by additionally applying; at least one print layer or at least one overlay layer, to an outer surface of intermediate film or foil layer wherein the at least one security, functional and/or decorative feature or layer for each of the plurality of sections are buried between the intermediate film or foil layer and the core substrate layer.
2. The process of claim 1, wherein the at least one security, functional or decorative feature or layer on the intermediate film or foil layer for each of the plurality of sections are transferred fully or in part in register to the sheets of core substrate layer.
3. The process of claim 2, further comprising the step of reducing the composite laminate sheet into individual cards each having the at least one security, functional or decorative feature or layer in register, without a post lamination application of security, functional or decorative features.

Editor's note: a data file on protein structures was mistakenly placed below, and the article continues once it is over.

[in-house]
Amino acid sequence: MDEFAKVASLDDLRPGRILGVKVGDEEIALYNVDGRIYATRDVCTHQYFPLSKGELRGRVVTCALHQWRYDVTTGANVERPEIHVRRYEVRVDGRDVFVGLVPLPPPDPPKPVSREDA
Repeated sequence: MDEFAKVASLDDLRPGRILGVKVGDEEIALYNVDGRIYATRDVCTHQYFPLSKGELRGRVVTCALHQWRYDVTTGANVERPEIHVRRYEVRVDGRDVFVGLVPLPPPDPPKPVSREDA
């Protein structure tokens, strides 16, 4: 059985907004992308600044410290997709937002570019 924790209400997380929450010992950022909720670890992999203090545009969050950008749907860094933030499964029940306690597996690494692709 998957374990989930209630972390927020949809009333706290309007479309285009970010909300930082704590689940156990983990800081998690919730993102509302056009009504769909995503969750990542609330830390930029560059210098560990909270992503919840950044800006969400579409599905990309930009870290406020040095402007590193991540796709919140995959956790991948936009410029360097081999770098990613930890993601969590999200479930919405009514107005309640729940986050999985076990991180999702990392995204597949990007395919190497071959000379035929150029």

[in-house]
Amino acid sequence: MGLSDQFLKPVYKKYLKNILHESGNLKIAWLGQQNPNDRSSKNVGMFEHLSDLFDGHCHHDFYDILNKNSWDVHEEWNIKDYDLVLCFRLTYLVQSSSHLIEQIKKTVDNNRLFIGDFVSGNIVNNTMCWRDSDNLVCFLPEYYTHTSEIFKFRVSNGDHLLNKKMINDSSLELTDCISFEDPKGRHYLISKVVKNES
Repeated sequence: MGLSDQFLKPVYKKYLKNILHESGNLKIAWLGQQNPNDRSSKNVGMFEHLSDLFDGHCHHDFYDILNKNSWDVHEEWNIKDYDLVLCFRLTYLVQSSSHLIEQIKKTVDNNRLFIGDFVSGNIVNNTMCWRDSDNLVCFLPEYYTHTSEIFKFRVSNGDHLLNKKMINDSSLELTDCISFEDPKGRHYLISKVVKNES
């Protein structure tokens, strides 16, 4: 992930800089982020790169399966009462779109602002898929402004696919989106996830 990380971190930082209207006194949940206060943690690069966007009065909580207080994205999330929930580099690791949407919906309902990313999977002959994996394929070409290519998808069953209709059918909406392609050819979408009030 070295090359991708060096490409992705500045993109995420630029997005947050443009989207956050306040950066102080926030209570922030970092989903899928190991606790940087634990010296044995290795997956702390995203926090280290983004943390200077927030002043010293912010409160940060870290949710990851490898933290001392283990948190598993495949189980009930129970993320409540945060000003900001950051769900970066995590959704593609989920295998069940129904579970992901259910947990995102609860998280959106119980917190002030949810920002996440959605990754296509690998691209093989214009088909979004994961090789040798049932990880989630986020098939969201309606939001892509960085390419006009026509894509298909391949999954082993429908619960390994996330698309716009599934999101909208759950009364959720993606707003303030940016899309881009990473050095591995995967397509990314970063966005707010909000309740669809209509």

4. The process of claim 1, wherein the generally flat sheets of core substrate layer are fed to the lamination nip from a stack of sheets.
5. The process of claim 1, further comprising the step of applying an adhesive which is water or solvent based, heat seal, hot melt or radiation curable to the intermediate film or foil layer prior to the intermediate film or foil layer entering the lamination nip.
6. The process of claim 1, wherein the composite laminate sheet is split core or mono-core.
7. The process of claim 1, wherein the sheets of core substrate layer comprise PVC copolymer, PVC homopolymer, PET, APET, PETG, PC, PS, ABS, PBT, acrylic, PE/PP, HIPS, paper stock or board stock.
8. The process of claim 1, wherein the intermediate film or foil layer comprises PET, APET, PETG, PBT, OPP, other olefins, PVC, acrylic, HIPS, PS, PC or co-extruded films.